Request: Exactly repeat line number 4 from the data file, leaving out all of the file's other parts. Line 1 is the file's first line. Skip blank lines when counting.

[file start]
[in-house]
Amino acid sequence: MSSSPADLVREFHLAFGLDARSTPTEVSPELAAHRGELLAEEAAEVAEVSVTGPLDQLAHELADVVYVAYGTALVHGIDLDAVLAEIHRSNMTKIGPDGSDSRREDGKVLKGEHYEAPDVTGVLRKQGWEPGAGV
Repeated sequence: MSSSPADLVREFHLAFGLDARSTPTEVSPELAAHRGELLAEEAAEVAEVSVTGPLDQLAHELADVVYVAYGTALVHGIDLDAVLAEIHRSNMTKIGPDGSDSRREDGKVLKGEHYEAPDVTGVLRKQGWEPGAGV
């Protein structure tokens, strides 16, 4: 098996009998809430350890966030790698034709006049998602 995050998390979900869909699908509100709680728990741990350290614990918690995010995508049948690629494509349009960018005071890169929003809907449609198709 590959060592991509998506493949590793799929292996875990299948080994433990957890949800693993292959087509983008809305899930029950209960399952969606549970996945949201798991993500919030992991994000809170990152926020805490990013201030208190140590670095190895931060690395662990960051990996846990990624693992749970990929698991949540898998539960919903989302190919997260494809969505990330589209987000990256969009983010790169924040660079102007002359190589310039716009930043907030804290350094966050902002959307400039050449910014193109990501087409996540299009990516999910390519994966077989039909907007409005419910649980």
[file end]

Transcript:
């Protein structure tokens, strides 16, 4: 098996009998809430350890966030790698034709006049998602 995050998390979900869909699908509100709680728990741990350290614990918690995010995508049948690629494509349009960018005071890169929003809907449609198709 590959060592991509998506493949590793799929292996875990299948080994433990957890949800693993292959087509983008809305899930029950209960399952969606549970996945949201798991993500919030992991994000809170990152926020805490990013201030208190140590670095190895931060690395662990960051990996846990990624693992749970990929698991949540898998539960919903989302190919997260494809969505990330589209987000990256969009983010790169924040660079102007002359190589310039716009930043907030804290350094966050902002959307400039050449910014193109990501087409996540299009990516999910390519994966077989039909907007409005419910649980």